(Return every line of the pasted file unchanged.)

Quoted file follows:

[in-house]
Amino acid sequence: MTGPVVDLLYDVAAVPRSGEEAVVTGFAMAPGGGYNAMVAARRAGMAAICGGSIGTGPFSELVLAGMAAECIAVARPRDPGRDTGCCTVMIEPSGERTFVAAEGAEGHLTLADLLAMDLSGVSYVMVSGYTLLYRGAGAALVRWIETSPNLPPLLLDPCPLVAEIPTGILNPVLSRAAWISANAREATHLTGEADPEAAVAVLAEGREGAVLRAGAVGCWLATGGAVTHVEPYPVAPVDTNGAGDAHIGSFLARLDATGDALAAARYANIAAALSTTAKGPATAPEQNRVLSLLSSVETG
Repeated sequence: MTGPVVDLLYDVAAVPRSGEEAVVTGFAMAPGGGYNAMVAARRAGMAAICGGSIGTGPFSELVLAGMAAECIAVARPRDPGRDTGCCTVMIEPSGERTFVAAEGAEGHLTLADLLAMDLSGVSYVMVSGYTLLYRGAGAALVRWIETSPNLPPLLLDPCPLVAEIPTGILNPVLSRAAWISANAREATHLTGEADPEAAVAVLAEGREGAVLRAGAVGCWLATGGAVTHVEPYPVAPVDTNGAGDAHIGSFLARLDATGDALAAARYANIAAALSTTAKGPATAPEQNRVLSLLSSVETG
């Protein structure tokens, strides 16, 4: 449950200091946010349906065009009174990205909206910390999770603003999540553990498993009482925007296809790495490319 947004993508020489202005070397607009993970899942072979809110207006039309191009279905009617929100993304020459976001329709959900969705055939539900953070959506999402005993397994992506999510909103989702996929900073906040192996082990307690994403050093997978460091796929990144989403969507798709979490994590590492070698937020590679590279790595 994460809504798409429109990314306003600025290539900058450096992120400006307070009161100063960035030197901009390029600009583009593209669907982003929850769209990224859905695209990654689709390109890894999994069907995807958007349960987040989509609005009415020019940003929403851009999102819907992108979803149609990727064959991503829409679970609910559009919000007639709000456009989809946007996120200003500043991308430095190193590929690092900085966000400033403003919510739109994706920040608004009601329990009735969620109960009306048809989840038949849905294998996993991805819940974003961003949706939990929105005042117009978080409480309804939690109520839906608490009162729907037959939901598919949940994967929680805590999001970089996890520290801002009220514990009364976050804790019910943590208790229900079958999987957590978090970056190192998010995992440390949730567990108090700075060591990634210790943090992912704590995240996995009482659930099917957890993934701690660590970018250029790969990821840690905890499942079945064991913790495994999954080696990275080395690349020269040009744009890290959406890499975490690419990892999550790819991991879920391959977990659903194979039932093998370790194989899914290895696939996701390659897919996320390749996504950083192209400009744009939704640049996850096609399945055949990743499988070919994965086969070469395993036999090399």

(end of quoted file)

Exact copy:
[in-house]
Amino acid sequence: MTGPVVDLLYDVAAVPRSGEEAVVTGFAMAPGGGYNAMVAARRAGMAAICGGSIGTGPFSELVLAGMAAECIAVARPRDPGRDTGCCTVMIEPSGERTFVAAEGAEGHLTLADLLAMDLSGVSYVMVSGYTLLYRGAGAALVRWIETSPNLPPLLLDPCPLVAEIPTGILNPVLSRAAWISANAREATHLTGEADPEAAVAVLAEGREGAVLRAGAVGCWLATGGAVTHVEPYPVAPVDTNGAGDAHIGSFLARLDATGDALAAARYANIAAALSTTAKGPATAPEQNRVLSLLSSVETG
Repeated sequence: MTGPVVDLLYDVAAVPRSGEEAVVTGFAMAPGGGYNAMVAARRAGMAAICGGSIGTGPFSELVLAGMAAECIAVARPRDPGRDTGCCTVMIEPSGERTFVAAEGAEGHLTLADLLAMDLSGVSYVMVSGYTLLYRGAGAALVRWIETSPNLPPLLLDPCPLVAEIPTGILNPVLSRAAWISANAREATHLTGEADPEAAVAVLAEGREGAVLRAGAVGCWLATGGAVTHVEPYPVAPVDTNGAGDAHIGSFLARLDATGDALAAARYANIAAALSTTAKGPATAPEQNRVLSLLSSVETG
């Protein structure tokens, strides 16, 4: 449950200091946010349906065009009174990205909206910390999770603003999540553990498993009482925007296809790495490319 947004993508020489202005070397607009993970899942072979809110207006039309191009279905009617929100993304020459976001329709959900969705055939539900953070959506999402005993397994992506999510909103989702996929900073906040192996082990307690994403050093997978460091796929990144989403969507798709979490994590590492070698937020590679590279790595 994460809504798409429109990314306003600025290539900058450096992120400006307070009161100063960035030197901009390029600009583009593209669907982003929850769209990224859905695209990654689709390109890894999994069907995807958007349960987040989509609005009415020019940003929403851009999102819907992108979803149609990727064959991503829409679970609910559009919000007639709000456009989809946007996120200003500043991308430095190193590929690092900085966000400033403003919510739109994706920040608004009601329990009735969620109960009306048809989840038949849905294998996993991805819940974003961003949706939990929105005042117009978080409480309804939690109520839906608490009162729907037959939901598919949940994967929680805590999001970089996890520290801002009220514990009364976050804790019910943590208790229900079958999987957590978090970056190192998010995992440390949730567990108090700075060591990634210790943090992912704590995240996995009482659930099917957890993934701690660590970018250029790969990821840690905890499942079945064991913790495994999954080696990275080395690349020269040009744009890290959406890499975490690419990892999550790819991991879920391959977990659903194979039932093998370790194989899914290895696939996701390659897919996320390749996504950083192209400009744009939704640049996850096609399945055949990743499988070919994965086969070469395993036999090399």